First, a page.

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Tag Archives: Marxism and Education

Glenn Rikowski

Glenn Rikowski

SOME ADDITIONS TO ACADEMIA: FEBRUARY 2015

 

Over the last month I have added quite a few items to my Academia site.

 

Here are the main additions that have not been included on other blogs:

 

 

 

PAPERS

 

The Confederation of British Industry and the Business Takeover of Schools (2007)

https://www.academia.edu/11138462/The_Confederation_of_British_Industry_and_the_Business_Takeover_of_Schools

 

Postmodernism in Educational Theory (with Peter McLaren, 2002)

https://www.academia.edu/11135246/Postmodernism_in_Educational_Theory

 

Prelude: Marxist Educational Theory After Postmodernism (2002)

https://www.academia.edu/11012712/Prelude_Marxist_Educational_Theory_After_Postmodernism

 

Time and Speed in the Social Universe of Capital (with Mike Neary, 2002)

https://www.academia.edu/10545768/Time_and_Speed_in_the_Social_Universe_of_Capital

 

Marxist Educational Theory Transformed (2000)

https://www.academia.edu/11086968/Marxist_Educational_Theory_Transformed

 

Working Schoolchildren in Britain Today (with Mike Neary, 1997)

https://www.academia.edu/11108460/Working_Schoolchildren_in_Britain_Today

 

 

 

VOLUMER ARTICLES

 

Post-Fordism and Schools in England (2008)

https://www.academia.edu/11048029/Post-Fordism_and_Schools_in_England

 

Forms of Capital: Critique of Bourdieu on Social Capital (2008)

https://www.academia.edu/11049106/Forms_of_Capital_Critique_of_Bourdieu_on_Social_Capital

 

Utopia and Education (2008)

https://www.academia.edu/11139021/Utopia_and_Education

 

Globalisation and Education Revisited (2008)

https://www.academia.edu/11109450/Globalisation_and_Education_Revisited

 

Snowballs and Risk in Schools (2008)

https://www.academia.edu/11027085/Snowballs_and_Risk_in_Schools

 

Nihilism and the Devaluation of Educational Values in England Today (2008)

https://www.academia.edu/11135945/Nihilism_and_the_De-valuation_of_Educational_Values_in_England_Today

 

Forms of Capital: Critique of Bourdieu on Cultural Capital (2008)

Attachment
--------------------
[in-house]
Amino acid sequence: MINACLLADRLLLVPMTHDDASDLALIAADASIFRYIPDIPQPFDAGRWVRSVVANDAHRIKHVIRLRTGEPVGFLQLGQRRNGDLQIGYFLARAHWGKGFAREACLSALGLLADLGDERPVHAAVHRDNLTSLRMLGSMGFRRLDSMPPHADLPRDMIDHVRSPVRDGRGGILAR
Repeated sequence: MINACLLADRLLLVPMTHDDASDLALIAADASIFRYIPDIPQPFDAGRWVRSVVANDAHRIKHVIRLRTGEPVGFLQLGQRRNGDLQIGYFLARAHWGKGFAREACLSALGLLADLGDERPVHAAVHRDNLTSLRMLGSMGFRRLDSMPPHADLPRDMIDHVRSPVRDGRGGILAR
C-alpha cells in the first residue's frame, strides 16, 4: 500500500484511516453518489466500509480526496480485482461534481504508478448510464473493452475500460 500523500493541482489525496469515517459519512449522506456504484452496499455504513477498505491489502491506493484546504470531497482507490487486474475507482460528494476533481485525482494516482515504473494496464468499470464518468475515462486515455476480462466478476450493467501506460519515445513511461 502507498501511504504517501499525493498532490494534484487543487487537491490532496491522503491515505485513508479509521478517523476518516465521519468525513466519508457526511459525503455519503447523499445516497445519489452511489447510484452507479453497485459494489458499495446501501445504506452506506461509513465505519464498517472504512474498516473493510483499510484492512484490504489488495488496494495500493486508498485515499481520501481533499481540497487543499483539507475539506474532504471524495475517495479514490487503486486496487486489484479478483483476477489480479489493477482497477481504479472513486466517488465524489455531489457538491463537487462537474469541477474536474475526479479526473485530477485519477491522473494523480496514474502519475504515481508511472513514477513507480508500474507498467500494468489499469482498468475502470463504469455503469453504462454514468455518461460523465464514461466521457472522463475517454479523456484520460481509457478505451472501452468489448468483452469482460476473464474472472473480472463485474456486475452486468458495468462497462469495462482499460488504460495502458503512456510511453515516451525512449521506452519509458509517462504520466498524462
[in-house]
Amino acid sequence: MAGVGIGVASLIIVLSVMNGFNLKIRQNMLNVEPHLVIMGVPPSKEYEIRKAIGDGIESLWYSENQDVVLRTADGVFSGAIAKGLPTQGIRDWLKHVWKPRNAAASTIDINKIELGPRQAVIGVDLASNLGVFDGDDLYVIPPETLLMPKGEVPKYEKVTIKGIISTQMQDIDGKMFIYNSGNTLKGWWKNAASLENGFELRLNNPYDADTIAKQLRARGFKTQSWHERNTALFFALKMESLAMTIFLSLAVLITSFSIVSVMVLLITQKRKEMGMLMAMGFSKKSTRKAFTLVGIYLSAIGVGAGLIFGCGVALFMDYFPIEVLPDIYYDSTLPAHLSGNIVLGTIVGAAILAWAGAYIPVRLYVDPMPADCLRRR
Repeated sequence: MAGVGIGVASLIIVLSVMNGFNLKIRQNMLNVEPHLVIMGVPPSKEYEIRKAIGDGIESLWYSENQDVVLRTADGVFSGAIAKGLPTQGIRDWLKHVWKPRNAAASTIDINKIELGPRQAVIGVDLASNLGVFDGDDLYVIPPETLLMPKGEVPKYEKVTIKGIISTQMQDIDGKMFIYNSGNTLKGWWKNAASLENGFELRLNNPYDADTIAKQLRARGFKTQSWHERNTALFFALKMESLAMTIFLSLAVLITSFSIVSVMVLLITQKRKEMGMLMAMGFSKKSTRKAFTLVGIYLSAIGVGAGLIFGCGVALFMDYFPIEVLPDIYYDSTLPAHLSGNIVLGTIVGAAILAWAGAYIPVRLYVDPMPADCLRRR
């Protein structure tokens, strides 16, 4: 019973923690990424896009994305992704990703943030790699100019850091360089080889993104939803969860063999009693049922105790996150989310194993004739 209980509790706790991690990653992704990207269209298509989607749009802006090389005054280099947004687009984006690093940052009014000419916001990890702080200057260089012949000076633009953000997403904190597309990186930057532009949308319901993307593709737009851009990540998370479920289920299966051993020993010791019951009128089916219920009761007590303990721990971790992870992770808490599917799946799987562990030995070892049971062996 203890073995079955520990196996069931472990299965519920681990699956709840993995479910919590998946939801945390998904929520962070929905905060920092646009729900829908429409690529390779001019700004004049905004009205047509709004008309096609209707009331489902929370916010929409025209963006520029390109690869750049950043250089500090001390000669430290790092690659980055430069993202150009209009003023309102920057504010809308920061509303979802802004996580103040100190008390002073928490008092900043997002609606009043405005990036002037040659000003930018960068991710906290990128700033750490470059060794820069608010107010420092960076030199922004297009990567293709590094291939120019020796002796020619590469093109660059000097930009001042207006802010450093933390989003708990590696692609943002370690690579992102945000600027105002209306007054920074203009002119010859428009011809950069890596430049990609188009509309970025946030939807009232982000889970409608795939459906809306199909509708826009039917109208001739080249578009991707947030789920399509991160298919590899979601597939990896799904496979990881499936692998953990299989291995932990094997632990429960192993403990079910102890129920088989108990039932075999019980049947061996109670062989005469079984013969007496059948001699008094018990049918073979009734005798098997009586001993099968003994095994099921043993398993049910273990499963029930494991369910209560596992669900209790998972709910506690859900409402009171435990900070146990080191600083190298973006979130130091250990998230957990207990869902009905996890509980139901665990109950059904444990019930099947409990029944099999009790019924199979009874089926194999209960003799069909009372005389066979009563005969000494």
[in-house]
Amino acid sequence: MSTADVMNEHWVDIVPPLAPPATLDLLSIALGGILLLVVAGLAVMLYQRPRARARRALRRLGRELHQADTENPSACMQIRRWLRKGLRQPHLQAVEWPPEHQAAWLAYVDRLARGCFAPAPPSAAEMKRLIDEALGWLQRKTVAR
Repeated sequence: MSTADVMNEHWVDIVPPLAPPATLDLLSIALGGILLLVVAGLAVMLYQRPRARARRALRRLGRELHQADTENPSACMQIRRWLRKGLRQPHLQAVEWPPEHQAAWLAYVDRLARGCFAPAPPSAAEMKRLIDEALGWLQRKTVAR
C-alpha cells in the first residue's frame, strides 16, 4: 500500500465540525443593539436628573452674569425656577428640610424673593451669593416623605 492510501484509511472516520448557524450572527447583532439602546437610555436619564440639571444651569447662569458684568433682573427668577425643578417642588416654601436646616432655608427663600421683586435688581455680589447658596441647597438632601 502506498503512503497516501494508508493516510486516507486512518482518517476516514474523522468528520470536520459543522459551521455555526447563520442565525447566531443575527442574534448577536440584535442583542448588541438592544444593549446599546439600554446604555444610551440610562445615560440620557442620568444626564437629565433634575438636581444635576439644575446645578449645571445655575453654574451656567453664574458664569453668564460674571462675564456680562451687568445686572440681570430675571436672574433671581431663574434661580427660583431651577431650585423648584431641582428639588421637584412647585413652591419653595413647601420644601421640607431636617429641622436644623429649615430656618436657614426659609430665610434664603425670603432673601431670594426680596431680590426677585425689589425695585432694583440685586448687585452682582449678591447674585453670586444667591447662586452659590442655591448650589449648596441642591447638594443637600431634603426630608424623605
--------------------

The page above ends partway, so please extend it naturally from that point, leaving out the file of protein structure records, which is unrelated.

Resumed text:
https://www.academia.edu/11048536/Forms_of_Capital_Critique_of_Bourdieu_on_Cultural_Capital

 

Playground Risks and Handcuffed Kids: We Need Safer Schools? (2007)

https://www.academia.edu/11074776/Playground_Risks_and_Handcuffed_Kids_We_Need_Safer_Schools

 

On Education Studies (2007)

https://www.academia.edu/11137286/On_Education_Studies

 

Education the HSBC Way (2007)

https://www.academia.edu/11109879/Education_the_HSBC_Way

 

The ‘Standards’ Language-game for Schools in England (2007)

https://www.academia.edu/11109014/The_Standards_Language-game_for_Schools_in_England_Today

 

Higher education and Confused Employer Syndrome (2006)

https://www.academia.edu/11075569/Higher_Education_and_Confused_Employer_Syndrome

 

On Tranhumanism and Education (2006)

https://www.academia.edu/11108794/On_Transhumanism_and_Education

 

 

Glenn Rikowski

Glenn Rikowski @ Academia: http://independent.academia.edu/GlennRikowski

Glenn Rikowski @ ResearchGate: http://www.researchgate.net/profile/Glenn_Rikowski?ev=hdr_xprf

Online Publications at The Flow of Ideas: http://www.flowideas.co.uk/?page=pub&sub=Online%20Publications%20Glenn%20Rikowski

Volumizer: http://glennrikowski.blogspot.com

Rikowski Point: http://rikowskipoint.blogspot.co.uk/

PosthumanALIEN LIFE: MARX AND THE FUTURE OF THE HUMAN

My article, Alien Life: Marx and the Future of the Human, is now available at Academia.

It was published as:

Rikowski, G. (2003) Alien Life: Marx and the Future of the Human, Historical Materialism: Research in Critical Marxist Theory, Volume 11 Issue 2, pp.121-164.

The article can be viewed on Academia at: http://www.academia.edu/10986589/Alien_Life_Marx_and_the_Future_of_the_Human

It was a polished and heavily edited version of a paper I presented a few years earlier at one of the Birkbeck College Seminars on Marx, Individuals & Society, run by the late Cyril Smith: Marx and the Future of the Human (2000).

This paper is also on Academia, at: http://www.academia.edu/6043714/Marx_and_the_Future_of_the_Human

For those interested in the interface of Marxism and Post/Trans-humanism, my article Education, Capital and the Transhuman may also be of value.